Associated Disorders of Chiari Type I Malformations

A Review

Marios Loukas, M.D., Ph.D.; Brian J. Shayota, B.S.; Kim Oelhafen, B.S.; Joseph H. Mill er, M.D.; Joshua J. Chern, M.D., Ph.D.; R. Shane Tubbs, M.S., P.A.-C., Ph.D.; W. Jerry Oakes, M.D.


Neurosurg Focus. 2011;31(3):e3 

In This Article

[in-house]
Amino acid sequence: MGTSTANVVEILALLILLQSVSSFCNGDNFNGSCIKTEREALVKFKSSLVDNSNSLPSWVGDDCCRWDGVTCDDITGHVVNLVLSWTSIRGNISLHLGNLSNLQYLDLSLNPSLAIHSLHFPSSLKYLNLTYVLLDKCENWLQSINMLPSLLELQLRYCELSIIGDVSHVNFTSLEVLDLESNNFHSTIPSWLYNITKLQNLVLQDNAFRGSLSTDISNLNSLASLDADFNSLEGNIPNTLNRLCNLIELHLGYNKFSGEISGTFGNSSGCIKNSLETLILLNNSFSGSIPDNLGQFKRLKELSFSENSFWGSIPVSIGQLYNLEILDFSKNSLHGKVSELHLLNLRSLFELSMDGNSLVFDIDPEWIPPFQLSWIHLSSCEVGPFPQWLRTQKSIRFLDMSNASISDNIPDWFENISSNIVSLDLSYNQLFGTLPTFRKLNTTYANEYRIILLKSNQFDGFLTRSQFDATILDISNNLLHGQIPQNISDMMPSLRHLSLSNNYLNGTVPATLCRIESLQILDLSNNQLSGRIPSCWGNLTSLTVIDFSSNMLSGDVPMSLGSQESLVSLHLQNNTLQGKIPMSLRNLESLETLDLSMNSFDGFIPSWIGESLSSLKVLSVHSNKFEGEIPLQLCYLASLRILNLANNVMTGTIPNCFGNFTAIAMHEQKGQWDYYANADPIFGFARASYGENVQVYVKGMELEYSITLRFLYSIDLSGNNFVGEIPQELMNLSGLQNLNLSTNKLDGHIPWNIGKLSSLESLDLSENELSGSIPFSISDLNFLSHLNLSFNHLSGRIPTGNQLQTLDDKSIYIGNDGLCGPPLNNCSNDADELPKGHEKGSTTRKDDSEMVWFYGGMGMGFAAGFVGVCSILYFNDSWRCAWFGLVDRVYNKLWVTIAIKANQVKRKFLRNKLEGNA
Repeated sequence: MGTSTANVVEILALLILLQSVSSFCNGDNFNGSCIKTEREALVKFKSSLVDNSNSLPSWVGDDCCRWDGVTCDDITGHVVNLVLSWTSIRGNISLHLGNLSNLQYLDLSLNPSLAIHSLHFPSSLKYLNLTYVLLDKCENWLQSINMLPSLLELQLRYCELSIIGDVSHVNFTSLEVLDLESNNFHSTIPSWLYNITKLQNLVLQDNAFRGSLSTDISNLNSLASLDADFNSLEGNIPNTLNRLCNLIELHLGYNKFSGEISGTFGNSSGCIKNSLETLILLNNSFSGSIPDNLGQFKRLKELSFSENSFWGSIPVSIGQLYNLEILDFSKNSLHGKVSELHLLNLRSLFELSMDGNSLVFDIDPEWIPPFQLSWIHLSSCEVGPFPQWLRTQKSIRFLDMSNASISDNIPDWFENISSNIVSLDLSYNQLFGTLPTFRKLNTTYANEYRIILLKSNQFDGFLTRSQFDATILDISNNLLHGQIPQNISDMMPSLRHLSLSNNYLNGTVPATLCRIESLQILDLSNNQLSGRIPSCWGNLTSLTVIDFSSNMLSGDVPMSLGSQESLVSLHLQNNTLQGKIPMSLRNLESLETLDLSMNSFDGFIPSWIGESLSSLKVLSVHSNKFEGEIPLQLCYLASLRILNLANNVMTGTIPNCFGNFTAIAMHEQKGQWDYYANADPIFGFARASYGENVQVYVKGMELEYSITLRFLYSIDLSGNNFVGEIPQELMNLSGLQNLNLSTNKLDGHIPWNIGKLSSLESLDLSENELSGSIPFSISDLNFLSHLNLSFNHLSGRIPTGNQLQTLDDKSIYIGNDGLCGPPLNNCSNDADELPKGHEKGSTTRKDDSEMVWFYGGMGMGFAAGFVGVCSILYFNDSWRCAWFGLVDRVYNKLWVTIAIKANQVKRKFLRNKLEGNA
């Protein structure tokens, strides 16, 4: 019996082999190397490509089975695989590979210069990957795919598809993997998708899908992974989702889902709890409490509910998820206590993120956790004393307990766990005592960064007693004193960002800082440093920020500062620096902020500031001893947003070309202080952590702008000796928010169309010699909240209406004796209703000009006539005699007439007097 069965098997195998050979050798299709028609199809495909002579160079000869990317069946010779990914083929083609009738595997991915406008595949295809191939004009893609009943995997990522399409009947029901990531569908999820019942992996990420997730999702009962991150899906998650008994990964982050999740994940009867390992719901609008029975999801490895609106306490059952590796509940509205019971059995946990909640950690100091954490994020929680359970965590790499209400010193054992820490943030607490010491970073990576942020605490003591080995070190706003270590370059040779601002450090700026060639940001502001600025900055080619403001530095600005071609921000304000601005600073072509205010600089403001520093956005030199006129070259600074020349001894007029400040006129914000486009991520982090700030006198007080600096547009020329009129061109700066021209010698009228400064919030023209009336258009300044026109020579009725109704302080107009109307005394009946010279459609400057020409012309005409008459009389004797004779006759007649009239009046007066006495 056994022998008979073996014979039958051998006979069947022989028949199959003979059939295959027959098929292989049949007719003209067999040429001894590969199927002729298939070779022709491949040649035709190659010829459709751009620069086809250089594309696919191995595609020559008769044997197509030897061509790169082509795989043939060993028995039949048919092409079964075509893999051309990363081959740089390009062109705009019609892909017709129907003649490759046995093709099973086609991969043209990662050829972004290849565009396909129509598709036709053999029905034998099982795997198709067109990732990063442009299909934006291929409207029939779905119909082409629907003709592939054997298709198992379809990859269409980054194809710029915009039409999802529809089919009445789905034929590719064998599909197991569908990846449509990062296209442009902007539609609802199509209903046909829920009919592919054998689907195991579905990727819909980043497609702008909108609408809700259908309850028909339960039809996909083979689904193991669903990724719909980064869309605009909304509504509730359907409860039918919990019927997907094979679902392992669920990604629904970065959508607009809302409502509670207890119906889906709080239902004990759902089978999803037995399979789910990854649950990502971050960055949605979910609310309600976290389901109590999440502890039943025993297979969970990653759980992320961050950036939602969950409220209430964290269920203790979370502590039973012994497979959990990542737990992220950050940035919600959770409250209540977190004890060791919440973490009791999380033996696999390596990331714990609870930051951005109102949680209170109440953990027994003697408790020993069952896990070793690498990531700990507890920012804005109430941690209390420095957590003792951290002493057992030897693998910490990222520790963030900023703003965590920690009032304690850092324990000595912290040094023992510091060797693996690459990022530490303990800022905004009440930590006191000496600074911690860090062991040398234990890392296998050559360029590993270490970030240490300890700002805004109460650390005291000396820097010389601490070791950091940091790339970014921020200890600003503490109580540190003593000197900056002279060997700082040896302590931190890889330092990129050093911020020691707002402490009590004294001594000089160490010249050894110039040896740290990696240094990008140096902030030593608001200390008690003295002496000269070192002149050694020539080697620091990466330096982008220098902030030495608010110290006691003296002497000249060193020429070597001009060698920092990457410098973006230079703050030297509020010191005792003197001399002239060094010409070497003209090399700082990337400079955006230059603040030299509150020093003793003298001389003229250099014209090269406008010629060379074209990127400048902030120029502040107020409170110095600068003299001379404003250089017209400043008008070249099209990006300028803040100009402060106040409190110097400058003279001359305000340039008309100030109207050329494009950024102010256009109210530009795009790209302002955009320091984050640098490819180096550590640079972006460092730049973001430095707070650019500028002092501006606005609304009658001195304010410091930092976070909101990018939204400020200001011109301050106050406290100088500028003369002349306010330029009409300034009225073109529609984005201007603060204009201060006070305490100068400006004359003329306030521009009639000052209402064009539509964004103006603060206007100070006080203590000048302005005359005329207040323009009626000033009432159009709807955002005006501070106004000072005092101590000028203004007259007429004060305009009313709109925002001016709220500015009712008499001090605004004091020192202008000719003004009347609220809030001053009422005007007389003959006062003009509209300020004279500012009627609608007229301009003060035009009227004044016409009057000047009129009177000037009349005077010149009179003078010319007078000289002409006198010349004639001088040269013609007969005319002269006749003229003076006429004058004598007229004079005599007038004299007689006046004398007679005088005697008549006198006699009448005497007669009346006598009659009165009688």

Morphometric studies by Schady et al.[59] and Milhorat et al.[36] have provided evidence that the volume of the posterior cranial fossa in patients with CM-I was 23% less than controls. Furthermore, Badie and colleagues[3] discovered the ratio of posterior fossa volume to supratentorial space was significantly lower in symptomatic CM-I patients compared with control patients. Marin-Padilla and Marin-Padilla[32] added to the understanding of this anatomical pathology by inducing underdevelopment of the basiocciput and posterior fossa in hamsters through high doses of vitamin A. In doing so, these authors demonstrated how impairing posterior fossa development could induce caudal displacement of the cerebellum. Others, however, have challenged this proposition with studies showing no difference in posterior fossa volume.[79] Additional morphological findings in CM-I may include an underdeveloped supraocciput and exocciput, large foramen magnum, short clivus, and longer anterior cranial fossa.[44,62,80] Therefore, while it may be a common school of thought, a smaller posterior fossa does not necessarily lead to CM-I.